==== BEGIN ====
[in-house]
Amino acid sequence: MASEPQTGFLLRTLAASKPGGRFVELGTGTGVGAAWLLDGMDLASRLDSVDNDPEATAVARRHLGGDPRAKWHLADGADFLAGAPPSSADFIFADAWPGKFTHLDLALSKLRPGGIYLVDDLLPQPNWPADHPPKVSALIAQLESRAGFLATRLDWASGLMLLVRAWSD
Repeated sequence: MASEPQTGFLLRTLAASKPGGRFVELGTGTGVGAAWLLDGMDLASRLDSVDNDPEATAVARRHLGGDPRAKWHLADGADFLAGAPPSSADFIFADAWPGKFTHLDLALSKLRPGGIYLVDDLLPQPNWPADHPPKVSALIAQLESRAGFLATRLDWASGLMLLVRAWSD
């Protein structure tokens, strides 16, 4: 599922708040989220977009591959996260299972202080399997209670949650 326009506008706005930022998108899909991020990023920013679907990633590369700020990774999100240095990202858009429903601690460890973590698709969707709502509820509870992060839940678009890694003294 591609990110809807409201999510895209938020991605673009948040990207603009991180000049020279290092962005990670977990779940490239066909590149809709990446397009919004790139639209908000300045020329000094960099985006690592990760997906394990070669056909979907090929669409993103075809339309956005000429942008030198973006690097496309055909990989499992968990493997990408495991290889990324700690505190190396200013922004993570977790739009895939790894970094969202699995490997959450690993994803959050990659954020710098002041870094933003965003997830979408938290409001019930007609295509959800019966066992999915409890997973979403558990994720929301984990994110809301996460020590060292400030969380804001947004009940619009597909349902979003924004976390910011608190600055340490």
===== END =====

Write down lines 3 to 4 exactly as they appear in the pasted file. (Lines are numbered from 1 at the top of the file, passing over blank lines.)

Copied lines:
Repeated sequence: MASEPQTGFLLRTLAASKPGGRFVELGTGTGVGAAWLLDGMDLASRLDSVDNDPEATAVARRHLGGDPRAKWHLADGADFLAGAPPSSADFIFADAWPGKFTHLDLALSKLRPGGIYLVDDLLPQPNWPADHPPKVSALIAQLESRAGFLATRLDWASGLMLLVRAWSD
């Protein structure tokens, strides 16, 4: 599922708040989220977009591959996260299972202080399997209670949650 326009506008706005930022998108899909991020990023920013679907990633590369700020990774999100240095990202858009429903601690460890973590698709969707709502509820509870992060839940678009890694003294 591609990110809807409201999510895209938020991605673009948040990207603009991180000049020279290092962005990670977990779940490239066909590149809709990446397009919004790139639209908000300045020329000094960099985006690592990760997906394990070669056909979907090929669409993103075809339309956005000429942008030198973006690097496309055909990989499992968990493997990408495991290889990324700690505190190396200013922004993570977790739009895939790894970094969202699995490997959450690993994803959050990659954020710098002041870094933003965003997830979408938290409001019930007609295509959800019966066992999915409890997973979403558990994720929301984990994110809301996460020590060292400030969380804001947004009940619009597909349902979003924004976390910011608190600055340490």